D. M. Armstrong and other Aristotelian realists ask why we should attribute metaphysical reality to such standards to ideal standards such as prefect circularity? (Armstrong, 200) I applaud his question, but wonder why, if we can use notions like perfect circularity without having a corresponding universals, we need to attribute metaphysical reality to any standards. That is, I would like to question why we need universals at all. Perhaps we should abandon realism entirely in favor of nominalism.
Why is it that we want uninstantiated universals? I believe that uninstantiated universals can be useful constructs. They allow us to categorize such nonexistent objects as prefect ideals, imaginary unicorns, impossible round and square shapes, and the formal concepts of mathematics. But do we need universals for this? The Aristotelian doesn't seem to think so. If this can be accomplished without universals as such, why can't the work of instantiated universals be done by uninstantiated predicates alone without appeal to universals?
I believe that universals, or at least universals as understood by realists, are unnecessary. Instead, I consider myself to be a nominalist and believe that universals are just names. They are labels for ideas, a way of defining categories. ``Whiteness'', for example, is not some real existing thing; it is the name we use to discuss the set of white things. Similarly, there is no such thing as ``horseness'' that is exemplified by horses; ``horseness'' is a label applied to the set of horses.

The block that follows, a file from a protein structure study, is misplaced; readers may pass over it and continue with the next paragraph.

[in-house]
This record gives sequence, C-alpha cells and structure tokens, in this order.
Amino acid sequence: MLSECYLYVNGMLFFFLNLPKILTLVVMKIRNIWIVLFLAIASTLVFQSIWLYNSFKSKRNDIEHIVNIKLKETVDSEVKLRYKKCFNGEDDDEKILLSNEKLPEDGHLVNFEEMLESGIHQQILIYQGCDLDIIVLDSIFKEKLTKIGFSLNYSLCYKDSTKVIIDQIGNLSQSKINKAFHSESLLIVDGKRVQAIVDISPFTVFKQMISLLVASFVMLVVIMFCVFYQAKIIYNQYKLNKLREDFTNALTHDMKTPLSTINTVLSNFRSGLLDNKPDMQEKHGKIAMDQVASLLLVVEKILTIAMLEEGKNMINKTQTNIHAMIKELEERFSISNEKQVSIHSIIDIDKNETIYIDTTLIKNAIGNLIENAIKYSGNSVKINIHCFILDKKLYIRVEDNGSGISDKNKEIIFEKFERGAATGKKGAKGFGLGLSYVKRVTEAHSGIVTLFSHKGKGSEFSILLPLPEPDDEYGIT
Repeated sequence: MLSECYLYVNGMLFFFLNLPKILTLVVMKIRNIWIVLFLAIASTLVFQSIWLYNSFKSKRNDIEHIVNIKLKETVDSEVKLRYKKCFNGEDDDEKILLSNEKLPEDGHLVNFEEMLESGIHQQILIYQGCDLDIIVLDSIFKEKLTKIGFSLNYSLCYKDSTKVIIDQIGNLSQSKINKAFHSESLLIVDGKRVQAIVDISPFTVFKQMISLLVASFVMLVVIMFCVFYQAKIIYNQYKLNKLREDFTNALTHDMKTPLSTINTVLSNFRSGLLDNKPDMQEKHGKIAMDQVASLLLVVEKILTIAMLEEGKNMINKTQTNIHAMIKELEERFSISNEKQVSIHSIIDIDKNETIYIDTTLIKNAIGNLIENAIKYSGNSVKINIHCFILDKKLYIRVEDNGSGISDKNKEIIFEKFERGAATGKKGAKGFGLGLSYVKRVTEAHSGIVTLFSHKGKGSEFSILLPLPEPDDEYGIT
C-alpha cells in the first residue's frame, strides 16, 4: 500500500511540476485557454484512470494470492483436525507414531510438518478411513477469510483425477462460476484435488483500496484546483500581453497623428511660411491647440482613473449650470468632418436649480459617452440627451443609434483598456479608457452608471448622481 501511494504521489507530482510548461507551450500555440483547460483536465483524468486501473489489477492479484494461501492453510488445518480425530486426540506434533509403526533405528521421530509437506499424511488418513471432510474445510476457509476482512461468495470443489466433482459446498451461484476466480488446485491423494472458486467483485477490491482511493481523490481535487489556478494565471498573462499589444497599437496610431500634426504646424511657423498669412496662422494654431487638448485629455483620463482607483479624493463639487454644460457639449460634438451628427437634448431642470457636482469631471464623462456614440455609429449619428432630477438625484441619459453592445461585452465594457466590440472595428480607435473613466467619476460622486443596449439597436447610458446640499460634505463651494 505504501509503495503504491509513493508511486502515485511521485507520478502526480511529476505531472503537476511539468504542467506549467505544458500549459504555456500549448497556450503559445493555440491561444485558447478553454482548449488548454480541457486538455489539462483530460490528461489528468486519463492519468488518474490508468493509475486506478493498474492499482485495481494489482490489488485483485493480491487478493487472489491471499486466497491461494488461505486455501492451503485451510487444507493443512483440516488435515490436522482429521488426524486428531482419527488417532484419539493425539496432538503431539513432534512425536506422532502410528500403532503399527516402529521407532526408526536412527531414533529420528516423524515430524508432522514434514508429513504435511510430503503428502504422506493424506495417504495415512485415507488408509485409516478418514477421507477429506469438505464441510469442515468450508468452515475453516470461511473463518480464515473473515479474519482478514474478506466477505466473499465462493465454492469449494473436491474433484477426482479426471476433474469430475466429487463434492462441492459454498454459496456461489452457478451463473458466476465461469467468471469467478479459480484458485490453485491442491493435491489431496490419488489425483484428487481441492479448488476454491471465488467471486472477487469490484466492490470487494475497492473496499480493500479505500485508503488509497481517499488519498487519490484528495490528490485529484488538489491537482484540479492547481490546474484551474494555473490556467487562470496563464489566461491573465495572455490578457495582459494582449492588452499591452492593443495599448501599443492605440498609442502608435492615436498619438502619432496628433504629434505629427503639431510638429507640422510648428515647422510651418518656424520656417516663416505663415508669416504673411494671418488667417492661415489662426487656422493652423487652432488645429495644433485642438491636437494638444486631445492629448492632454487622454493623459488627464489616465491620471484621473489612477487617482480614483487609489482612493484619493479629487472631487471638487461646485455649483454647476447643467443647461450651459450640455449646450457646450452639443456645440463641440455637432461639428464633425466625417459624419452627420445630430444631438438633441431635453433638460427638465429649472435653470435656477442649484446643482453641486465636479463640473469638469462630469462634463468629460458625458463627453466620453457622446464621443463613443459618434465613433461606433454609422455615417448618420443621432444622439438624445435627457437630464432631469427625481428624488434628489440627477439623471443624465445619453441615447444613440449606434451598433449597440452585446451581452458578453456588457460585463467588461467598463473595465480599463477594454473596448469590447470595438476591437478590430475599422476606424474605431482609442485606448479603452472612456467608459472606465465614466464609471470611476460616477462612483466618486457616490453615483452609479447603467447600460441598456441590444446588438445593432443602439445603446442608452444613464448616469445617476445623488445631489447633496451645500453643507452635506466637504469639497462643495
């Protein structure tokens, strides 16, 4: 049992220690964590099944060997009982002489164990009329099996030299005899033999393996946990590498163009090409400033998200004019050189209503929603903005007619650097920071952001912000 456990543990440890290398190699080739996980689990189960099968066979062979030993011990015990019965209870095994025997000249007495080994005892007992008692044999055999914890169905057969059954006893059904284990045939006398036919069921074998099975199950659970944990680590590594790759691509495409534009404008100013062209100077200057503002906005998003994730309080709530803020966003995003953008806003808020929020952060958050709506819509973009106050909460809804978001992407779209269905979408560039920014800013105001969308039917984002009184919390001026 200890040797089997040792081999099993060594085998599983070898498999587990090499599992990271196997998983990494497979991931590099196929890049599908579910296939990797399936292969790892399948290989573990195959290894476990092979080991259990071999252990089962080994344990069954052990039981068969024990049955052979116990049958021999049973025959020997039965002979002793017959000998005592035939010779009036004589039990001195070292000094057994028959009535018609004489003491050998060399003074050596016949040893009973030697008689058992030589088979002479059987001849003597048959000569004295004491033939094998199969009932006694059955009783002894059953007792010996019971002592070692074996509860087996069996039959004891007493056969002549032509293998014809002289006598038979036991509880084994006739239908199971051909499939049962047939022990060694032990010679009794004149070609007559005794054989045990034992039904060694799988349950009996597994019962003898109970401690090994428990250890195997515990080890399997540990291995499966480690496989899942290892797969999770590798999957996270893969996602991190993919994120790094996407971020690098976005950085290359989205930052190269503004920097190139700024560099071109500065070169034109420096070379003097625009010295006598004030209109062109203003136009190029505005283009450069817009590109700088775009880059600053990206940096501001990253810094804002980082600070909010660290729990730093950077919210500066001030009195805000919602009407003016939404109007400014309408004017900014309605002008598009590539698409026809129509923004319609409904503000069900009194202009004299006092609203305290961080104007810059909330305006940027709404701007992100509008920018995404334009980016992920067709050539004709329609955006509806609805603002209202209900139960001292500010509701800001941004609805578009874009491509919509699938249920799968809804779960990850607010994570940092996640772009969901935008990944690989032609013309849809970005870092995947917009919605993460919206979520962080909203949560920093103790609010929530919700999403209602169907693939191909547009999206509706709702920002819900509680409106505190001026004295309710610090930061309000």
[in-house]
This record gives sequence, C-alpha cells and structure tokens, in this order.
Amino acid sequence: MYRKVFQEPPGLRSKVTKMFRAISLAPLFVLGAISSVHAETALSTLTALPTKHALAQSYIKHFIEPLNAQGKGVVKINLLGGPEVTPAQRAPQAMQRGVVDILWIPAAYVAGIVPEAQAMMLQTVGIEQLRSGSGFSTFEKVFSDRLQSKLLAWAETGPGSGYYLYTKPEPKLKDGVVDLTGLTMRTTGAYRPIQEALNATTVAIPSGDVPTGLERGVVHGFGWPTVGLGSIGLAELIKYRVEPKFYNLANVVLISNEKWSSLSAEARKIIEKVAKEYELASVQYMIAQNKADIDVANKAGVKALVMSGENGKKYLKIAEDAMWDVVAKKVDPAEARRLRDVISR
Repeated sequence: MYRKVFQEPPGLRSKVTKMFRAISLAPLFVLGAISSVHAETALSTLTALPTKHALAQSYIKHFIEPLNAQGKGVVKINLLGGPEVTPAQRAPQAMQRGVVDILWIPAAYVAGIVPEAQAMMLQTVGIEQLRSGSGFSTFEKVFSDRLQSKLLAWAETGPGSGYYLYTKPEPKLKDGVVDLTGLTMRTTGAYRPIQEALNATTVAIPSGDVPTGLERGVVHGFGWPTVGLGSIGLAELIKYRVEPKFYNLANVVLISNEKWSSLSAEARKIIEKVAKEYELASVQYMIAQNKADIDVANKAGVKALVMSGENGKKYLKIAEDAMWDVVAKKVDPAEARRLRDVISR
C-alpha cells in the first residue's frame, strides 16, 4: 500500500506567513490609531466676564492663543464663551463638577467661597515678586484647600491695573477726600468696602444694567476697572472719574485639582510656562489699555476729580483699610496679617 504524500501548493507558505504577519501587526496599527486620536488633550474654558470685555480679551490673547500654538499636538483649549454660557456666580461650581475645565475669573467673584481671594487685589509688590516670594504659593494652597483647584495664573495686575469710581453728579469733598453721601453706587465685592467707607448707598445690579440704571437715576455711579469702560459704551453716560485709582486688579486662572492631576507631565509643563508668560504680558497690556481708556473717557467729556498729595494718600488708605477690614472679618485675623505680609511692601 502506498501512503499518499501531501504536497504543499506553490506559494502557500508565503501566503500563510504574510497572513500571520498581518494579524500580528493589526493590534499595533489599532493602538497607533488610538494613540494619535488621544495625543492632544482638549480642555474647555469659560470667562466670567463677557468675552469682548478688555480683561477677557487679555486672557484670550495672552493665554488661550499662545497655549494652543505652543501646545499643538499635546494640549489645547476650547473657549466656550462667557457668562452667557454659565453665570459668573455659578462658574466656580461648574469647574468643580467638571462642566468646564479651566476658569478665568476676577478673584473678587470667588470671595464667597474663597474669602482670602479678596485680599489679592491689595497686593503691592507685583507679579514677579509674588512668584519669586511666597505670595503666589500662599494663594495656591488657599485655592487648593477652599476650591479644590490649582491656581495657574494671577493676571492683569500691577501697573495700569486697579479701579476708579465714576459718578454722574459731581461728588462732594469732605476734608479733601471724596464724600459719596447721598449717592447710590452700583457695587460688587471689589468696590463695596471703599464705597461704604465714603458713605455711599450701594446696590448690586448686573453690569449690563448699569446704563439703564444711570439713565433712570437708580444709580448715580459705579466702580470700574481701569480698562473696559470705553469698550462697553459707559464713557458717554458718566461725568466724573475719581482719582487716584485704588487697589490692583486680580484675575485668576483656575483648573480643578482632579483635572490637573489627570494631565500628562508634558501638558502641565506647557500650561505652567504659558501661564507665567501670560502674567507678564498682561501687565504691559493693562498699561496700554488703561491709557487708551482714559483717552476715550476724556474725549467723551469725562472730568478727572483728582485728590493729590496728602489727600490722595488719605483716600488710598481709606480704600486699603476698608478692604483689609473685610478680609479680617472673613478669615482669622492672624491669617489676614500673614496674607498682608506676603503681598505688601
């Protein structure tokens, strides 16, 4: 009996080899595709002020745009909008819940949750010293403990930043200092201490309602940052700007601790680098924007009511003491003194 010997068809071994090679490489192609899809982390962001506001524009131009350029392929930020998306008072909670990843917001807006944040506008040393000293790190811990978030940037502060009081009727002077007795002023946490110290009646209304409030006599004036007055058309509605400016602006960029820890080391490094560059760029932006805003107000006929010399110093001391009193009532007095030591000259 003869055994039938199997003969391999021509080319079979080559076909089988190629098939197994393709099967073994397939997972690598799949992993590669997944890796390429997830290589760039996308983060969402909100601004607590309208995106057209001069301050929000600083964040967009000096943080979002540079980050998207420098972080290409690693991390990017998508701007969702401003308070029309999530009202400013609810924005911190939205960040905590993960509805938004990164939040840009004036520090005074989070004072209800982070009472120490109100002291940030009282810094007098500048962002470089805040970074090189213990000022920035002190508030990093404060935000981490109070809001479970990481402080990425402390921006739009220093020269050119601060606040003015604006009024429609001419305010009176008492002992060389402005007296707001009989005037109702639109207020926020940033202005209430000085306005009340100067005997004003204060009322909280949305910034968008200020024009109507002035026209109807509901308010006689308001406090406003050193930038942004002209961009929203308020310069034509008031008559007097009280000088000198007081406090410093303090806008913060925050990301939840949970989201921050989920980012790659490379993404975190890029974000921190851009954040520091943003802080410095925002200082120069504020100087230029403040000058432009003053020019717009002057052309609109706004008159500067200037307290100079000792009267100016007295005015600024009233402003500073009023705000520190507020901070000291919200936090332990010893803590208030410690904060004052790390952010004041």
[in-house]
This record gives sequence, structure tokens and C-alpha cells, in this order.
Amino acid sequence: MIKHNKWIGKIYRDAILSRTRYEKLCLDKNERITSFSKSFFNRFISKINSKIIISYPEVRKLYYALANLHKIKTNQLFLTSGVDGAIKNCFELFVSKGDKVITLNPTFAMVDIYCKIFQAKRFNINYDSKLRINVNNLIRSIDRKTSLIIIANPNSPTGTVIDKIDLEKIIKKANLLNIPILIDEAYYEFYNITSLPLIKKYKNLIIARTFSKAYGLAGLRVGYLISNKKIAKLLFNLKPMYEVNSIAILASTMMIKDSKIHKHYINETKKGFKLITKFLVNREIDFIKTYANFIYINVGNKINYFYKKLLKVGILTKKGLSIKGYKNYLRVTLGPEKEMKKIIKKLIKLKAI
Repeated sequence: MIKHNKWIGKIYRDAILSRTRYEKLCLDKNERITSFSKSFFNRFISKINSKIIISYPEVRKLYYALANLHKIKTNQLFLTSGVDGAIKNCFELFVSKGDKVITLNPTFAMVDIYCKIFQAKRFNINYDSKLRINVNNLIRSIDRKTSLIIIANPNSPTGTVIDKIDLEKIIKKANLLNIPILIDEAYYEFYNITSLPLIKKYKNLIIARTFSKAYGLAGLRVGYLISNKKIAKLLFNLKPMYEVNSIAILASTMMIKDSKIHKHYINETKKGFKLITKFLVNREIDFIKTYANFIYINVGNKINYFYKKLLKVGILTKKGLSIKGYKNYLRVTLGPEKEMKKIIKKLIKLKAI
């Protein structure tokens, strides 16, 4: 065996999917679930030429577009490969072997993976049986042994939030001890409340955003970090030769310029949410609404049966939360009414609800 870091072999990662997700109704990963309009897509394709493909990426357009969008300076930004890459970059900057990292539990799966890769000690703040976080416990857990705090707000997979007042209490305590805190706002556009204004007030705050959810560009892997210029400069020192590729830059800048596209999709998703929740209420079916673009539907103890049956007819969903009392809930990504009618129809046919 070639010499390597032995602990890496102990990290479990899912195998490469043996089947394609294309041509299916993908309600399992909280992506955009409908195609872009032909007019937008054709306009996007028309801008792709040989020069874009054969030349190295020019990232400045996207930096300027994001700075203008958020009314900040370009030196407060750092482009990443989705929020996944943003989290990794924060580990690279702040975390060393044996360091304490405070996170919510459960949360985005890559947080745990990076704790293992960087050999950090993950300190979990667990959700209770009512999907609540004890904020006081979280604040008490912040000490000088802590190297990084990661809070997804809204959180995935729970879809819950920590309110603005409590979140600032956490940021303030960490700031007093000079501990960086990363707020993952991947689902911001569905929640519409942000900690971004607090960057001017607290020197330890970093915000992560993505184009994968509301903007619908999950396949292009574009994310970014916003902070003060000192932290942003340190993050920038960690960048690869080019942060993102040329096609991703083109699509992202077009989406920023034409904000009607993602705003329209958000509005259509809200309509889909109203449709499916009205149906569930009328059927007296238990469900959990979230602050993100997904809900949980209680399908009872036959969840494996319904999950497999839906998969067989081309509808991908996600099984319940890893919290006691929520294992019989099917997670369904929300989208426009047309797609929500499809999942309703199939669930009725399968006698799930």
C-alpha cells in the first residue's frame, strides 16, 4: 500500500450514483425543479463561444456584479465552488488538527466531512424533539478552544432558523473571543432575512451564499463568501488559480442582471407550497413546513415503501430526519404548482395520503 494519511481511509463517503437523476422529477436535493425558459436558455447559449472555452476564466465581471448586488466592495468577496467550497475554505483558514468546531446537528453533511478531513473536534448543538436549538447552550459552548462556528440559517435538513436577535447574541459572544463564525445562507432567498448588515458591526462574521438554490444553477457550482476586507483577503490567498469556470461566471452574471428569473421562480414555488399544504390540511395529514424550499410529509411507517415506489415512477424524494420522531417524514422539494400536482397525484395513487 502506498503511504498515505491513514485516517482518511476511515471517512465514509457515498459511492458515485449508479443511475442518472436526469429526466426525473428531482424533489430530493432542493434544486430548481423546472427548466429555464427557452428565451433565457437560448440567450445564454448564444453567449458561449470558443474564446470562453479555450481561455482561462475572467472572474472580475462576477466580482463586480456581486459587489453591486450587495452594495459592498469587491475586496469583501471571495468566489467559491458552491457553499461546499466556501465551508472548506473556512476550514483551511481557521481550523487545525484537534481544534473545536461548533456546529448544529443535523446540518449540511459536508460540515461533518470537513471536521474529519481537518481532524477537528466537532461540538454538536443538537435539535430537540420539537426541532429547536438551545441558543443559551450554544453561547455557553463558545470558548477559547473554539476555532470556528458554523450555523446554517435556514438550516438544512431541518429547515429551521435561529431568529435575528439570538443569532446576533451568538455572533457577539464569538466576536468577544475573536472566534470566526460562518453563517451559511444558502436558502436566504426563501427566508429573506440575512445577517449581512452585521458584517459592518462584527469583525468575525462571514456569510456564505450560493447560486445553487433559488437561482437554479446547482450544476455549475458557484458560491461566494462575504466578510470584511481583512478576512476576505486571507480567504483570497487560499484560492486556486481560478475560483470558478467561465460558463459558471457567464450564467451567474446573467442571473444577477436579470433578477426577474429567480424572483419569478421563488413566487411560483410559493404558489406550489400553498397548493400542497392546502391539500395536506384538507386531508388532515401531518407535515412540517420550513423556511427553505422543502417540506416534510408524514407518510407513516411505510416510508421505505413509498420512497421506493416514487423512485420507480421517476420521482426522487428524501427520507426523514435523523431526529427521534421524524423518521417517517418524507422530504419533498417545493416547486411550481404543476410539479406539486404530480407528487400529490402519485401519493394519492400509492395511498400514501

The notion of universals as mere labels applies to uninstantiated universals as well. If it makes sense to talk about ``squareness'' and ``roundness'', the idea of ``roundnsquare-ness'' is just as meaningful. ``Roundnsquare-ness'' need not have some special ontological status. We do not need the realist's universal of perfect justness to discuss justice; we need only the idea of perfect justness. Universals, while useful tools for thinking about particulars, seem unnecessary. What we really need are categories, including empty categories, for classifying particulars.
Just as it can be meaningful to speak of the predicate ``is a unicorn'', it may be useful to have the label ``unicorn-ness'' to describe unicorns. So what if unicorns are imaginary? The fact that no particular unicorns exist does not mean that the category unicorn also fails to exist under this account. The category unicorn is simply a description of the essential properties that an object must have to be a unicorn. Uninstantiated universals, if universals are to be understood as classes, seem to present no problem.
There is, then, no problem with uninstantiated universals, but rather a problem with all universals, at least as they are understood by the Aristotelian realist. Universals need not be such a problem. I believe that the nominalist account of universals - that universals have no ontological status but are merely names for categories - is a compelling theory that offers relief from such problems.